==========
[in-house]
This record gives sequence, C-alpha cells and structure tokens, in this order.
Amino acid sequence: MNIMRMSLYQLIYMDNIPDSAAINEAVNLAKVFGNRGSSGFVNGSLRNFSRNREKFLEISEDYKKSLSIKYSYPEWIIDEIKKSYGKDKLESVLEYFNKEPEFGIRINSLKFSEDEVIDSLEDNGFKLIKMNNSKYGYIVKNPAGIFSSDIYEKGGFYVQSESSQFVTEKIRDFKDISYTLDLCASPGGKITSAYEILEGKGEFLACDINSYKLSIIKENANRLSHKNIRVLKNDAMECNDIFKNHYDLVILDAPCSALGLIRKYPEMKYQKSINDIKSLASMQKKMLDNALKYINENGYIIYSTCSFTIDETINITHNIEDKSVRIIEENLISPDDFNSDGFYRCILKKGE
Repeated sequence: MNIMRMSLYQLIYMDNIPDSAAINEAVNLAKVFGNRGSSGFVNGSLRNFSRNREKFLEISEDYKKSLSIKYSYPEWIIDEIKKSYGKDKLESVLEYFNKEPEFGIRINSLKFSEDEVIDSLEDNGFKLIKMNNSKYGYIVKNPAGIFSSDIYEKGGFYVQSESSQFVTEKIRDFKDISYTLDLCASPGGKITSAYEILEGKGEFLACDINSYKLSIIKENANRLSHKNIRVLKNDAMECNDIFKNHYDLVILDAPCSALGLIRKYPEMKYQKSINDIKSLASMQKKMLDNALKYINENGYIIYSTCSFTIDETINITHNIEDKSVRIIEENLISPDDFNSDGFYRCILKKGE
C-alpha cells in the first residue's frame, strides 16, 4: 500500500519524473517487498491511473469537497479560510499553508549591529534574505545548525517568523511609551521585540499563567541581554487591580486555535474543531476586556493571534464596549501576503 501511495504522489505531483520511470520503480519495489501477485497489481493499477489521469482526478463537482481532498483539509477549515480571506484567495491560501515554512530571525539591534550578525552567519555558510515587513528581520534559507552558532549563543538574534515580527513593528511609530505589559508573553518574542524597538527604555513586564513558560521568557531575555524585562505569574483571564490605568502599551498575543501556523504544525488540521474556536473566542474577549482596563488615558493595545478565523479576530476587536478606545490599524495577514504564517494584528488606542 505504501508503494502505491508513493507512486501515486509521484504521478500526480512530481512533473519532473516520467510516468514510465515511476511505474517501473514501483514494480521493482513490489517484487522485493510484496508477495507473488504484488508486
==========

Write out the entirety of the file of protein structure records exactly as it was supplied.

[in-house]
This record gives sequence, C-alpha cells and structure tokens, in this order.
Amino acid sequence: MNIMRMSLYQLIYMDNIPDSAAINEAVNLAKVFGNRGSSGFVNGSLRNFSRNREKFLEISEDYKKSLSIKYSYPEWIIDEIKKSYGKDKLESVLEYFNKEPEFGIRINSLKFSEDEVIDSLEDNGFKLIKMNNSKYGYIVKNPAGIFSSDIYEKGGFYVQSESSQFVTEKIRDFKDISYTLDLCASPGGKITSAYEILEGKGEFLACDINSYKLSIIKENANRLSHKNIRVLKNDAMECNDIFKNHYDLVILDAPCSALGLIRKYPEMKYQKSINDIKSLASMQKKMLDNALKYINENGYIIYSTCSFTIDETINITHNIEDKSVRIIEENLISPDDFNSDGFYRCILKKGE
Repeated sequence: MNIMRMSLYQLIYMDNIPDSAAINEAVNLAKVFGNRGSSGFVNGSLRNFSRNREKFLEISEDYKKSLSIKYSYPEWIIDEIKKSYGKDKLESVLEYFNKEPEFGIRINSLKFSEDEVIDSLEDNGFKLIKMNNSKYGYIVKNPAGIFSSDIYEKGGFYVQSESSQFVTEKIRDFKDISYTLDLCASPGGKITSAYEILEGKGEFLACDINSYKLSIIKENANRLSHKNIRVLKNDAMECNDIFKNHYDLVILDAPCSALGLIRKYPEMKYQKSINDIKSLASMQKKMLDNALKYINENGYIIYSTCSFTIDETINITHNIEDKSVRIIEENLISPDDFNSDGFYRCILKKGE
C-alpha cells in the first residue's frame, strides 16, 4: 500500500519524473517487498491511473469537497479560510499553508549591529534574505545548525517568523511609551521585540499563567541581554487591580486555535474543531476586556493571534464596549501576503 501511495504522489505531483520511470520503480519495489501477485497489481493499477489521469482526478463537482481532498483539509477549515480571506484567495491560501515554512530571525539591534550578525552567519555558510515587513528581520534559507552558532549563543538574534515580527513593528511609530505589559508573553518574542524597538527604555513586564513558560521568557531575555524585562505569574483571564490605568502599551498575543501556523504544525488540521474556536473566542474577549482596563488615558493595545478565523479576530476587536478606545490599524495577514504564517494584528488606542 505504501508503494502505491508513493507512486501515486509521484504521478500526480512530481512533473519532473516520467510516468514510465515511476511505474517501473514501483514494480521493482513490489517484487522485493510484496508477495507473488504484488508486